Myers, J.D.



Pressure Effects on Product Channels of the Allyl Radical Reactions; C3H5+C3H5 and C3H5+CH3  

NASA Astrophysics Data System (ADS)

Relatively large hydrocarbon molecules (C4, C6 and larger) have been detected in several planetary environments. The mechanism for the formation of such large molecular species and detailed mechanism for their potential destruction are not well understood and are of considerable current interest. Previously we have studied the kinetics and product channels of small unsaturated hydrocarbon radical (C2 and C3s) reactions relevant to planetary atmospheric modeling. Reactions of C2 radicals (such as vinyl, H2CCH and ethynyl C2H) and C3 radicals (such as propargyl, HCCCH2) can affect the abundances of a large number of stable observable C3, C4, C5, C6 and larger molecules, including linear, aromatic and even poly aromatic molecules. Pressure-dependent product yields have been determined experimentally for the self- and cross-radical reactions performed at 298 K and at pressures between ~4 Torr (0.5 kPa) and 760 Torr (101 kPa). Final reaction products were quantitatively determined using a gas chromatograph with mass spectrometry/flame ionization detection (GC/MS/FID). In some cases complementary computational studies extended the pressure and temperature range of the experiments and provided valuable information on the complex reaction mechanisms. Theses studies provide a systematic framework so that important energetic and structural parameters for radical-radical reactions can be assessed. Here we report recent results for the allyl radical reactions H2CCCH3+ H2CCCH3 and H2CCCH3+CH3. For the allyl radical self-reaction, at high pressures the "head -to-head", combination channel forming 1,5-hexadiene is dominant with a combination/disproportionation = 1,5-hexadiene/propyne ratio of about 24 at 500 Torr (67 kPa, T=298K). At low pressures the ratio is substantially reduced to about 1.2 (at 0.3 kPa) and other major products are observed including allene, propene, 1-butene and propyne.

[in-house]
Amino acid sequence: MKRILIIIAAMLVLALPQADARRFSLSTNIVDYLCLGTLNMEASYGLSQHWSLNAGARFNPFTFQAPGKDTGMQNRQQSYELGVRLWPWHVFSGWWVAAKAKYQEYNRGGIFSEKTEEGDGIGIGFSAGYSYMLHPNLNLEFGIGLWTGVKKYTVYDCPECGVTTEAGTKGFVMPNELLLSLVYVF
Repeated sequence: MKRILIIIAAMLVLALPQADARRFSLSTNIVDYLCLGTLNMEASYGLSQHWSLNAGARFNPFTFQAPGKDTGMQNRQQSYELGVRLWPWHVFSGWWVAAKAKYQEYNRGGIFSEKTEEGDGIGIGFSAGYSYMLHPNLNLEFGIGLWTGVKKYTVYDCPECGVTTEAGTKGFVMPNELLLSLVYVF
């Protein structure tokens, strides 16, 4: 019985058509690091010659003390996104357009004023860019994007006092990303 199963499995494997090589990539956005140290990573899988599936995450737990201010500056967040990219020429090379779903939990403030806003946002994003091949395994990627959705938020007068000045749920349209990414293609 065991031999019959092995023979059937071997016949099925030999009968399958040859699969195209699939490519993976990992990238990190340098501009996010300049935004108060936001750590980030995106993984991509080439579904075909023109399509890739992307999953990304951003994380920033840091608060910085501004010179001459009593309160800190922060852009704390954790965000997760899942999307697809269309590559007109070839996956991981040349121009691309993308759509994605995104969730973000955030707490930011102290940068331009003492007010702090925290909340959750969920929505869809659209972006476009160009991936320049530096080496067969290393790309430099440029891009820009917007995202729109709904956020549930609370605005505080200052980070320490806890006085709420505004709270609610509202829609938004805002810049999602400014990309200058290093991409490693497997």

Halpern, J. B.; N'Doumi, M.; Fahr, A.



Catalytic characterization of lithium aluminum oxides: Including a study of both the cation replacement chemistry and the structure of the [alpha]LiAlO[sub 2]/[open quotes]HAlO[sub 2][close quotes] system  

SciTech Connect

Cation replacement is a low temperature synthetic technique used to replace most of the lithium cations in [alpha]LiAlO[sub 2] with protons without significantly modifying the structure of the reactant. Lauric acid worked well as a proton source because it was capable of 90% replacement without significant dissolution of [alpha]LiAlO[sub 2]. High pressure CO[sub 2]/H[sub 2]O treatment of the cation replaced product resulted in the decomposition of the reactant to form boehmite and Li[sub 2]CO[sub 3]. The XRD characterization of a series of partially replaced samples from the [alpha]LiAlO[sub 2]/HAlO[sub 2] system was used to develop an understanding of the cation replacement mechanism. A two phase mechanism is proposed, which consists of particles with an outer shell of lithiated HAlO[sub 2] and an inner core of [alpha]LiAlO[sub 2] (for 0.0 < x < 0.90). A model for the structure of HAlO[sub 2] was developed to describe the location of the protons and the lithium cations. The 3,3-dimethyl-1-isomerization reaction did not detect any intrinsic acidity on HAlO[sub 2] and detected only small amounts on calcined HAlO[sub 2] at 350[degrees]C. Lithium free [gamma]-alumina was extremely active for 3,3-dimethyl-1-butene isomerization demonstrating that the small concentration of lithium in both HAlO[sub 2] and calcined HAlO[sub 2] is sufficient to neutralize strong acid sites. The conversion of isopropyl alcohol produces propylene on acid-base sites and acetone on basic sites. [alpha]LiAlO[sub 2], [gamma]LiAlO[sub 2], and calcined HAlO[sub 2], produced varying amounts of propylene and acetone. [alpha]LiAlO[sub 2] and calcined HAlO[sub 2] produced a C6 diene, which indicates the presence of basic sites stronger than those needed for acetone formation. [alpha]LiAlO[sub 2] was the only sample that produced 4-methyl-2-pentanone and 4-methyl-2-pentanol.